The Duality of the Indian Culture in The White Tiger
Aravind Adiga’s The White Tiger (2008) was the Man-Booker Prize-winning first novel. It is written in an epistolary style. The style of the story is in first-person narrative style. The contemporary Indian English literature captures the threat of violence. The narrator discloses his personal history in a uniquely intimate, witty and lively voice. The White Tiger delivers an invincible central character and India bristling with economic possibility, competing loyalties and class struggle.
Adiga’s first novel The White Tiger delivers an indomitable central character and an India bristling with economic possibility, competing loyalties and class struggle. The novel is centred on Balram Halwai, a son of a rickshaw puller, destined to make sweets becomes Ashok Sharma. His transformation from Munna— Balram Halwai—White Tiger—Ashok Sharma is the blueprint for the rise of underclass. Balram is the strong voice of underclass in which marginal farmers, landless labourers, jobless youths, poor, auto and taxi drivers, servants, prostitutes, beggars and unprivileged figure.
It is the story of a rickshawallah’s move from the ‘darkness’ of rural India to the ‘light’ of urban Gurgaon. It reminds us of the harsh facts behind the fiction. It also considers the relationship between inequality and violent crime. The White Tiger sets in rural Bihar, New Delhi and its suburban city Gurgoan. The novel is a sound depiction of post-modern ambiguities. It is a frantic desire for an enhanced social status in a society where one man’s wealth is another’s poverty. Adiga with a tinge of black comedy deprecates greed and corruption, rampant in the Indian society.
The White Tiger reveals the binary nature of Indian culture; the Light and the Darkness and how the caste system has been reduced to “Men with Big Bellies and Men with Small Bellies.”The novel showcases two extreme dimensions of modern India, on one side is the changing face of high-tech and rich India, particularly in the emergence of Bangalore as the IT city and outsourcing capital of the world and on the other side is the darker side of India, revealing the culture of caste and the snare of corruption. It is a story of poor village boy named Balram who becomes an entrepreneur in Bangalore after killing his rich master. The narrator protagonist Balram exposes the injustice that pervades Indian society and foot-licking approach that seems necessary to succeed in the culture.
The ‘White Tiger’ motif is used to describe the narrator’s rise from the servant status, the emancipation from his caste and his rise to the position of his master. The novel cautions that in our journey of making Indian an economic super power in 21st century we should not forget the needs of the thousands of the poor Indians who live in miserable conditions and are denied decent health care, education, or employment. The novel draws our attention to the fact that the poor people, like Balram, too have some aspirations- to make it in life, to become rich and to lead a comfortable life. They need to be given their legitimate needs to achieve these dreams otherwise they will resort to criminal acts, as Balram does in the novel.
This novel is the narration of a journey of protagonist Balram from rags to riches amid brutal classism, exploitation, amorality, and globalisation. Balram is compressed in a cruelly stratified society as a resident from dark India. This novel launches a sarcastic attack on the socio economic, political and moral codes. These codes form the core of human existence. The White Tiger is an exceptional fictionalized study in human inequality. In the novel, the novelist employs a narrative which is episodic in the first half of the novel.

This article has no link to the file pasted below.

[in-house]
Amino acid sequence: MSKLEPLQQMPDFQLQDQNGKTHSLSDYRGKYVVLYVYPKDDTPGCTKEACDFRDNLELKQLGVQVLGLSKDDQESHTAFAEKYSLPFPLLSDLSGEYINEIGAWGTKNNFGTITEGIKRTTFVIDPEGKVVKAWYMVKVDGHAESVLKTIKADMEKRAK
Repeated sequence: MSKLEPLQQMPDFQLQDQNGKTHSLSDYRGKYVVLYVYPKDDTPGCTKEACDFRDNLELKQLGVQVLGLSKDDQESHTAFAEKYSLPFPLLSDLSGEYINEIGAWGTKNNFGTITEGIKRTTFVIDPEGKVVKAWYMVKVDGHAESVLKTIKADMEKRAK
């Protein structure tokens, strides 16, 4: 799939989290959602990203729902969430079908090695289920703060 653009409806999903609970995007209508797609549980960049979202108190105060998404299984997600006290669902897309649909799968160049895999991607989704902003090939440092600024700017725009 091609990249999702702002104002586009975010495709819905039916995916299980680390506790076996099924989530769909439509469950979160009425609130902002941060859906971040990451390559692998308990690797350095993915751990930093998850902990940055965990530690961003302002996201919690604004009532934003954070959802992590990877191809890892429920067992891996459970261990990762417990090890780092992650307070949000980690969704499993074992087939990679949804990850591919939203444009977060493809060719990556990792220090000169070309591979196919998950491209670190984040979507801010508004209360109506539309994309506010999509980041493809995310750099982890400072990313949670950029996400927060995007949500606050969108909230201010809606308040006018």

Through flashbacks, the readers are introduced to the nameless and meaningless existence of the protagonist. Referring to his name, ‘BalramHalwai’ alias Munna, the narrator takes the readers back to his first day at school. He narrates the incident when the teacher named him ‘Balram’ for ‘Munna’ just means a ‘boy’. According to the author, Balram’s narration has been created to represent “a kind of continuous murmur or growl beneath middle-class India” which “never gets recorded”. Adiga says that his novel challenges a lot of comfortable assumptions about Indian democracy and economies. He wants to challenge the idea that India is the world’s greatest democracy.
The Novel The White Tiger brings out the major themes and major issues. AravindAdiga not only brings out the hideous facets of class division, corruption and inequality, but the consequences to which all these issues can lead an individual and a nation. The novel explores its protagonist’s journey from an “India of darkness” to an “India of light”. In the novel, the threat of violence emerges from the similar cause being pushed backwards and denial of basic rights. The novel describes the violent crime committed by a person for his private aspiration. The White Tiger discusses the various evil systems like riots in election, corruption, poverty, unemployment, educational system and misuse of welfare schemes. A major focus is on India of Light with access to education, health care, transportation facilities, roads, hospitality, electricity, rapid growth of technology, running water, hope, justice, emerging entrepreneurial power in the world surpassing China. The White Tiger concentrates much on India’s rise as a modern global economy. Other themes are corruption in the society and politics, religious tension between Hindus and Muslims, the experience of returning to India after living in America, and the tensions between India and China as Asian superpowers.
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Aravind Adiga’s The White Tiger (2008) was the Man-Booker Prize-winning first novel. It is written in an epistolary style. The style of the story is in first-person narrative style. The […]